After a four-mile ride over a rough and tumble dirt road, we parked at the trailhead to Shepherd Pass above the small town of Independence on the east side of the Sierra. The sun had just begun to light the peaks 8,000 feet above us as we shouldered our packs. Temperatures in the Owens Valley had been warm, and we wanted to climb above the heat before it arrived.
Shepherd Pass is justly regarded as the most challenging pass across the Sierra crest. Most trailheads are at the end of roads that lift you a couple thousand feet above the valley, but not Shepherd Pass. Starting at just 6,300 feet on the valley floor, the trail twists 12 merciless miles to the 12,000-foot crest. As if that weren’t enough, most of the route is up a sun-beaten south-facing slope that at one point drops 500 feet—elevation a hiker has to gain again.
All of which raises the obvious question, why go?
I love to say that the greater the pain, the greater the reward. Shepherd Pass proves the point. At the top of the pass, a vast glaciated landscape gently slides away in stark contrast to the sheer topography behind you. You are in the heart of the highest Sierra, a location it would take days to reach by any other route. No trees, just glacier-polished granite for miles. All sense of scale is lost. That spot—right over there—is an hour and a half away.
From the top of Shepherd Pass, we set out toward another trailless pass in the distance. Once there, we were grateful for an end to the day’s climbing and gazed down into Wright Lakes Basin, our home for the next several days.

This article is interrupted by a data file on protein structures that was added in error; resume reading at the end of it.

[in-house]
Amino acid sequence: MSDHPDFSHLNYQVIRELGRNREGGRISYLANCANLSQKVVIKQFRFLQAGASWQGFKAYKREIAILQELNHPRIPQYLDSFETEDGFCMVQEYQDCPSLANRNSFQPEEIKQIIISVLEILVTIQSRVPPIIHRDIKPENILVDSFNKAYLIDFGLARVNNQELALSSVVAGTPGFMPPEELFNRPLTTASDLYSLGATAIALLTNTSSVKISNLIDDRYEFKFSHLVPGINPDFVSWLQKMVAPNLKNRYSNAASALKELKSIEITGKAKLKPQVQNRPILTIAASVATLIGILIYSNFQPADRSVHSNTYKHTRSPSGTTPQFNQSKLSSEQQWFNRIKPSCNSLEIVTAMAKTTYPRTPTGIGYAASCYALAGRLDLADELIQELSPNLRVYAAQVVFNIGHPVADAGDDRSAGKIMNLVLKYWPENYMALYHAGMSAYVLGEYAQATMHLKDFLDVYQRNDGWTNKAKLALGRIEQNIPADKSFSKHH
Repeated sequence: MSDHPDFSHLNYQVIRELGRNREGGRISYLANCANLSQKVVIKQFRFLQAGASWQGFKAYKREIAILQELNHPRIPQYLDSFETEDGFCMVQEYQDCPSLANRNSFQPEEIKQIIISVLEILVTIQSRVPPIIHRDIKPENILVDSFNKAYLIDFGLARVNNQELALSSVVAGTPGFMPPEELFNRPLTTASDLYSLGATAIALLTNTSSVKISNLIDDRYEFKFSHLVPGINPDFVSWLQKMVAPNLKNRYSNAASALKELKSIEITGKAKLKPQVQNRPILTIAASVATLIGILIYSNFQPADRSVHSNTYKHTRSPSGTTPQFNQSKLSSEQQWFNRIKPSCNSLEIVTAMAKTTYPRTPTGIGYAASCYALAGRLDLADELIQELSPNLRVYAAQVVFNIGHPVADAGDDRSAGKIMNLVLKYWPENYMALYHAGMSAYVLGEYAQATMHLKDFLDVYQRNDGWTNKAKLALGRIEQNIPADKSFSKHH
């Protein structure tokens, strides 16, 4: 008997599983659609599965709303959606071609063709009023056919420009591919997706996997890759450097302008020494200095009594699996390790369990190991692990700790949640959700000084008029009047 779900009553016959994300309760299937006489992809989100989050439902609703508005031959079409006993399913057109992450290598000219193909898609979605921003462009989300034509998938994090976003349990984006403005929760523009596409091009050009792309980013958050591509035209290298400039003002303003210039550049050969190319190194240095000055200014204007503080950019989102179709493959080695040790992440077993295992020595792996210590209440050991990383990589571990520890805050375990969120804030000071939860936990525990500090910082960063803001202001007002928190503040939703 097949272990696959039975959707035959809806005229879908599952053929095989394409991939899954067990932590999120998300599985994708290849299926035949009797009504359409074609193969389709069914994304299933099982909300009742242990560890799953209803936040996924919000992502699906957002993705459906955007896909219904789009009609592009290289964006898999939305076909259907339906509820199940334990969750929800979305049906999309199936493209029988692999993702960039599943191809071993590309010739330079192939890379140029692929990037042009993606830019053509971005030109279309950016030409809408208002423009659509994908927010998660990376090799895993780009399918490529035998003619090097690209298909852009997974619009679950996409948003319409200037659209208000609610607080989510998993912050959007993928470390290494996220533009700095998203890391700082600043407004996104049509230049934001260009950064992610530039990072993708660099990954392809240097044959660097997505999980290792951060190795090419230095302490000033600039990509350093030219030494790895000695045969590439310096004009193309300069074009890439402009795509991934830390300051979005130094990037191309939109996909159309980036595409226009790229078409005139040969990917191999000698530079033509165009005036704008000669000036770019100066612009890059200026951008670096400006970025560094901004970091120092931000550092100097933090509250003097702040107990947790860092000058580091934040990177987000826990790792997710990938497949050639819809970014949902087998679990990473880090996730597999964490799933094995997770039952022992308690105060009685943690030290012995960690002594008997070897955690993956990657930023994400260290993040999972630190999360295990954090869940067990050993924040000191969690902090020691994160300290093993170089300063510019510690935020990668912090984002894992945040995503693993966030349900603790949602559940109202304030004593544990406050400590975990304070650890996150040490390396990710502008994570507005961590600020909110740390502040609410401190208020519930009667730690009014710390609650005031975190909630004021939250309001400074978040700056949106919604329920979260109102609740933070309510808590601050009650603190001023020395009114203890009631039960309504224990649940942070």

Here was mountain rambling at its finest. Every landmark was visible from virtually every location. Choose a compass point and go. Each cirque or recess suggested a hidden lake or some other dazzling surprise. The call from every corner was irresistible.
We chose a campsite at the edge of an open stand of foxtail pines, which stand bold and stout yet branch out in the most artistic ways—a striking blend of power and elegance.
For three days, we wandered up and down Wright Lakes Basin and even crossed over for a look into Wallace Lakes Basin next door. From the divide, we watched a mountain storm pound the Great Western Divide just out of reach, but miles away. Bright sunny skies and calm warmth, towering black-bottomed clouds and drenching rain, distant thunder, lakes, streams, forests and meadows; all in one scene stretching from our feet to the horizon.
I like to say that adventure is an event the prospect of which both scares you and excites you. The country beyond Shepherd Pass is a worthy adventure.